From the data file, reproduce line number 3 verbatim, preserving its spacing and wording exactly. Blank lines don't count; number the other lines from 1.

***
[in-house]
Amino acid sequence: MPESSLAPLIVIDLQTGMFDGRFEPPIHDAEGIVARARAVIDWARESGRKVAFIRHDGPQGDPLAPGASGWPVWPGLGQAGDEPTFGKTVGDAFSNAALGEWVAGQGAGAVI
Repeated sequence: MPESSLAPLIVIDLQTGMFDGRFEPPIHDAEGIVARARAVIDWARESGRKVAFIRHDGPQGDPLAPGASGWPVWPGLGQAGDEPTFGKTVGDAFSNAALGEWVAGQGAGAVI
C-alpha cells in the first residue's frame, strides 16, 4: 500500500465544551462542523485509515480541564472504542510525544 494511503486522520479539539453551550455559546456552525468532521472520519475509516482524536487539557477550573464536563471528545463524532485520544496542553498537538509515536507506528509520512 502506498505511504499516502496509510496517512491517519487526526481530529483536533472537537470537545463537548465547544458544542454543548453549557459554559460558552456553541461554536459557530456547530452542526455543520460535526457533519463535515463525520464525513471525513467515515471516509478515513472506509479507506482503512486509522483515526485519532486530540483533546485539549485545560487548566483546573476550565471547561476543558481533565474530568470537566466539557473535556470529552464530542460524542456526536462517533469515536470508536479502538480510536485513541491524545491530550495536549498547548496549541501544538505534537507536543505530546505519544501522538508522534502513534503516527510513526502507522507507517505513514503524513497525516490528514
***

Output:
Repeated sequence: MPESSLAPLIVIDLQTGMFDGRFEPPIHDAEGIVARARAVIDWARESGRKVAFIRHDGPQGDPLAPGASGWPVWPGLGQAGDEPTFGKTVGDAFSNAALGEWVAGQGAGAVI